mittee for accomplishing the ends as-
stated in the preamble.
2. This committee shall have full
authority to organize such an asso-
ciation and do such other acts as
may in its judgment seem proper and
expedient for accomplishing said ends.
3. This committee shall have fill
authority to arrange for a general
annual banquet of the Michigan clubs
and organizations of alumni and of
members of the faculty.
4. - This committee shall have full
authority to determine what csbs, or-
ganizations, alumni and members of
the faculty shall be invited to the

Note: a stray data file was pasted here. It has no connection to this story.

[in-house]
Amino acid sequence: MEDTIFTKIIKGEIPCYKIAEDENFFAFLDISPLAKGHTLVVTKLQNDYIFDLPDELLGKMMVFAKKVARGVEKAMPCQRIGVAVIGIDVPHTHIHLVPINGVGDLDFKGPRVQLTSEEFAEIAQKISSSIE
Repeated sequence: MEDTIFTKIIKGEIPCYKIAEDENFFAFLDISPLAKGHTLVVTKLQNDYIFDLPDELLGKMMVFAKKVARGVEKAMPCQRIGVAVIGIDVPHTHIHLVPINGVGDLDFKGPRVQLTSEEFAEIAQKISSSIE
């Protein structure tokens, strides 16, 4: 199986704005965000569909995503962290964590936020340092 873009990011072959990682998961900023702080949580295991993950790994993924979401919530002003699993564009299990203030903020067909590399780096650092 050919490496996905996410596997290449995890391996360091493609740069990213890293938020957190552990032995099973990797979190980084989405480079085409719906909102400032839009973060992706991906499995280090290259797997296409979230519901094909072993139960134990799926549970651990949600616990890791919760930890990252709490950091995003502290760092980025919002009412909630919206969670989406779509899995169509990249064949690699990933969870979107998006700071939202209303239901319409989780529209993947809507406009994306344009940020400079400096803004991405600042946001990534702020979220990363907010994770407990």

first annual banquet.
Randall has been awarded the '04
Lit class work by committee. All
members report for free sittings for
class picture. Photos at senior rates.
WEEKS, Chairman.
Rentschler is the official photogra-
pher for the senior engineering class.
Sittings may be had at any time.
All candidates for 1905 Lit Relay
Team report daily at the gym. for
Signed, STONE, Mgr.
Important class meeting this after-
noon at 4:15, room C, U. H.
Nelson E. Towsley, a '04 Literary
student. has been awarded the prize
annually given by Dr. Efflinger to the
student who prepares the best trans-
lation of the French drama, "L'Exile."
A matter of great interest to all
fraternities, college clubs, organiza-
tions, and associations is to be dis-
cused Tuesday, January 19, at 7:30
p. m. at the Michigamua rooms over
the Oriental Billiard Parlors, entrance

on Liberty street. One representa-
tive of each organization is urged to
be present, as this will be a very im-
portant meeting for all concerted.